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Re: Xsudo logic: A how to guide

Postby Sudtyro2 » Wed Sep 04, 2013 8:29 pm

sultan vinegar wrote:Please advise of poorly written sections and concepts that are not understood. Note that I did not write Xsudo, I just tried to work out how it did stuff from the instructions. This guide will have four sections: Basics, Triplets, Virtual Sets, Cannibalism.

Seems like a good start to the How-To Guide :!:
Could you also include in the Triplets section an explanation about the five linkset triplets in Allan's 8s grid? You recently discussed that grid in the arcilla topic, but I could never understand how Allan picked only two triplets out of the five available to do the analysis. IOW, why not maybe go for three triplets and an effective rank of 0? Details would be most welcome!
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Re: Xsudo logic: A how to guide

Postby daj95376 » Thu Sep 05, 2013 2:18 am

Thank You for your NoFish example #1 under Triplets. It would seem that more is needed than the sets and link-sets to explain Xsudo's conclusion for r9c8<>9. This indicates that Xsudo's conclusion is beyond the logic of a Fish using these sets(base) and link-sets(cover).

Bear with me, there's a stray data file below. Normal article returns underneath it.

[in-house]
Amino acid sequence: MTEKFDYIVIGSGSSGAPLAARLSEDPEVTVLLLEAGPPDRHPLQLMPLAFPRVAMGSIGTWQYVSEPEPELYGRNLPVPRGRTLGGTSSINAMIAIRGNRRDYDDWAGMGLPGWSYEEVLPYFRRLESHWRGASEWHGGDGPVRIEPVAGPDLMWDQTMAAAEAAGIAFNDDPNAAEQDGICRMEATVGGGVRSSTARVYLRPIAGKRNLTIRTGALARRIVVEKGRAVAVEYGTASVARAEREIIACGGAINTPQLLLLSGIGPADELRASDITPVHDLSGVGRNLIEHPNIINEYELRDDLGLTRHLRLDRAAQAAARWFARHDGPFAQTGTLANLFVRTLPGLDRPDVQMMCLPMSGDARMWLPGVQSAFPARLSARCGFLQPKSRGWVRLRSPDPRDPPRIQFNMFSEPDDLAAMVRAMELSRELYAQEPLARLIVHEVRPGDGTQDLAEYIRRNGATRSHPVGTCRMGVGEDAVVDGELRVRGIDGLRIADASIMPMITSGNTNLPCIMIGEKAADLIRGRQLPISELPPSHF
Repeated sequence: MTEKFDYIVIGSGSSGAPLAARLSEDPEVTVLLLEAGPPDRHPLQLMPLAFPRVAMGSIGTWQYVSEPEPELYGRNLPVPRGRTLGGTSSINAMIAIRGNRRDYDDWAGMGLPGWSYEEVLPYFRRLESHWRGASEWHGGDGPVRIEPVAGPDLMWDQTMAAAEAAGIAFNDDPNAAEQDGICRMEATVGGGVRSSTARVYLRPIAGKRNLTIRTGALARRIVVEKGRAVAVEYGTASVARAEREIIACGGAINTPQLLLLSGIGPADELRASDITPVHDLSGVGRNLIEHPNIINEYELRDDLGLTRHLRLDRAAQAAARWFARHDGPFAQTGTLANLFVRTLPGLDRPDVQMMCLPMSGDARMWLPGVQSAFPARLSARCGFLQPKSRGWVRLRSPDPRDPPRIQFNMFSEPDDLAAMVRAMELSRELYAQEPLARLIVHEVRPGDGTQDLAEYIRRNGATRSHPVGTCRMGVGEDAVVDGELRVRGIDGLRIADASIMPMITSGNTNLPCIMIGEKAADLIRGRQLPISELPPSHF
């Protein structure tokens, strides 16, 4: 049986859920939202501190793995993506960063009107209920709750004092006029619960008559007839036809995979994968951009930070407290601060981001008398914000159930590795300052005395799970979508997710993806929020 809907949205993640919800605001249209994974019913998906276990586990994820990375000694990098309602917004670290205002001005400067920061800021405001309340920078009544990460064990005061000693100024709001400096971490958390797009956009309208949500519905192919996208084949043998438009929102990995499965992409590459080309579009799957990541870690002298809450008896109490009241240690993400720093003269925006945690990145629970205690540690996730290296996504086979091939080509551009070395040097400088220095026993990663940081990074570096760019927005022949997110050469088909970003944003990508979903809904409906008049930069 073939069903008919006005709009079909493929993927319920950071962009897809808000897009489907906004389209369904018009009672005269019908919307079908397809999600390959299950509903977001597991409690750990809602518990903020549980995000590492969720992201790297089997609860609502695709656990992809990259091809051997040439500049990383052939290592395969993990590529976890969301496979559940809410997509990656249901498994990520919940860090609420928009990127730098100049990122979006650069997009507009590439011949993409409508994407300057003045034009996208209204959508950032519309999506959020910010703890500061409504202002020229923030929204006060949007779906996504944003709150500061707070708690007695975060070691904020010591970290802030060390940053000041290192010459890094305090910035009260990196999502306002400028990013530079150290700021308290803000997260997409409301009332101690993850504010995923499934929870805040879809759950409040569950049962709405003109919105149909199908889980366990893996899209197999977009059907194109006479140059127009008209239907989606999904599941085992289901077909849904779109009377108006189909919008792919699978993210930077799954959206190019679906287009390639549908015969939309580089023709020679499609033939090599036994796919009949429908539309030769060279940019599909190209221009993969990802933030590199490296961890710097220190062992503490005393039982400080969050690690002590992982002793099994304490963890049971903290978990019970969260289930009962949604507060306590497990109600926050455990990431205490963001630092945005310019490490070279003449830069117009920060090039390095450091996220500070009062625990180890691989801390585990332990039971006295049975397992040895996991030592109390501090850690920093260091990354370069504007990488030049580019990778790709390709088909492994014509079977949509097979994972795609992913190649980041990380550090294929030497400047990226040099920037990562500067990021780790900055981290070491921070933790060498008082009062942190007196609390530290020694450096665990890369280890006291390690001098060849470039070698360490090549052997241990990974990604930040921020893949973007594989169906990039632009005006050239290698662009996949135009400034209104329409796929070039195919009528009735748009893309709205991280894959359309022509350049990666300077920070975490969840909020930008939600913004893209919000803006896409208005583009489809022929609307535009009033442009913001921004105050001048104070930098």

BTW: you are missing an "^" in the following statement from the example: "... there are 23 or 8 possible triplet states."


Danny A. Jones
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Re: Xsudo logic: A how to guide

Postby sultan vinegar » Fri Sep 06, 2013 2:53 am

I have added the first draft in the sections: Virtual Sets, Cannibalism. I've also made some minor changes in the first two sections in response to some good feedback. There will be more alterations in the future.

Could you also include in the Triplets section an explanation about the five linkset triplets in Allan's 8s grid?


Code: Select all
 
.  .  . | .  .  . | .  .  .
8  8  . | .  .  . | .  A  .
.  .  8 | .  .  . | .  .  8
--------+---------+---------
.  .  8 | .  8  . | .  8  .
8  .  . | 8  .  . | .  8  .
.  8  8 | .  8  . | 8  .  .
--------+---------+---------
8  .  8 | .  8  . | 8  8  8
.  8  . | .  8  . | .  8  T
8  B  . | 8  .  . | 8  .  .